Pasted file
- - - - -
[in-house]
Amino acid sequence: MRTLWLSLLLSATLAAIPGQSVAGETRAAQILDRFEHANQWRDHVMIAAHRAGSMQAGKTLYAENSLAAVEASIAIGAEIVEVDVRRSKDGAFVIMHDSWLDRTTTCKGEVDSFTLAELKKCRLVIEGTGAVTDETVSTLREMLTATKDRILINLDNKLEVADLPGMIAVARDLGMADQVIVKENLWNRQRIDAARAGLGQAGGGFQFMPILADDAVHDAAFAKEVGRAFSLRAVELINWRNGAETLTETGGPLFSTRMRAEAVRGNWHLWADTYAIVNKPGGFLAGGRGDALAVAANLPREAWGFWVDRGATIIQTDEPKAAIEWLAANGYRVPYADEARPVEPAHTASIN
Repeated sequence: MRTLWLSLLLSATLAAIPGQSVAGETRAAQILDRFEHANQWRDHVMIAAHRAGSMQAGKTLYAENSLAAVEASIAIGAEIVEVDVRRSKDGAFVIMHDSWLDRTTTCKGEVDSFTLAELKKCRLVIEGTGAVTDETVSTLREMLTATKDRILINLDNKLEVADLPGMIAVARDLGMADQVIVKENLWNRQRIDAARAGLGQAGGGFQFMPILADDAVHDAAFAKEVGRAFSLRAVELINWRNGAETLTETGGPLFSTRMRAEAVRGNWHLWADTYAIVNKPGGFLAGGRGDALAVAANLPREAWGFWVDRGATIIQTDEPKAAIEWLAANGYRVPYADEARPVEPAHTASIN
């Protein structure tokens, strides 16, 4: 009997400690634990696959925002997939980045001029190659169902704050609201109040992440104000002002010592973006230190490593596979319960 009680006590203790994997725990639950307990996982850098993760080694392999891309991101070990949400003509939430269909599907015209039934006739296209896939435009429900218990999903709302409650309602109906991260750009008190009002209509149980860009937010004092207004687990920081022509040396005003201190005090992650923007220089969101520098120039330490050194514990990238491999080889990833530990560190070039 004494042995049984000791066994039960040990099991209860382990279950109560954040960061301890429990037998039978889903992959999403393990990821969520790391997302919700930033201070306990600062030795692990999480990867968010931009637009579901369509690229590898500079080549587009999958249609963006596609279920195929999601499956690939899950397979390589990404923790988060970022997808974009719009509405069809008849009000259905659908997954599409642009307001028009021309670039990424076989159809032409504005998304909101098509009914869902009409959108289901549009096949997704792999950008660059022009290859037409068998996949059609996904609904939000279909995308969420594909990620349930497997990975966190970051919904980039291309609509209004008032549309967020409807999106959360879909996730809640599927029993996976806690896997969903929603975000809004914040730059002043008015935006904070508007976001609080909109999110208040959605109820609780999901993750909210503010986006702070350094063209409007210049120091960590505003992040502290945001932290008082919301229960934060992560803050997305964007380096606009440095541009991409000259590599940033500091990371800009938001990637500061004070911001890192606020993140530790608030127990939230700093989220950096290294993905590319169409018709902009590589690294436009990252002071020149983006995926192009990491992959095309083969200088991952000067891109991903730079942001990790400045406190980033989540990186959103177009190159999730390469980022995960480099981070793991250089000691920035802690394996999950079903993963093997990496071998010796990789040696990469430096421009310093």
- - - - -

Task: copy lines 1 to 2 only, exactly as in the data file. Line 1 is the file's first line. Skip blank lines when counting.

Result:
[in-house]
Amino acid sequence: MRTLWLSLLLSATLAAIPGQSVAGETRAAQILDRFEHANQWRDHVMIAAHRAGSMQAGKTLYAENSLAAVEASIAIGAEIVEVDVRRSKDGAFVIMHDSWLDRTTTCKGEVDSFTLAELKKCRLVIEGTGAVTDETVSTLREMLTATKDRILINLDNKLEVADLPGMIAVARDLGMADQVIVKENLWNRQRIDAARAGLGQAGGGFQFMPILADDAVHDAAFAKEVGRAFSLRAVELINWRNGAETLTETGGPLFSTRMRAEAVRGNWHLWADTYAIVNKPGGFLAGGRGDALAVAANLPREAWGFWVDRGATIIQTDEPKAAIEWLAANGYRVPYADEARPVEPAHTASIN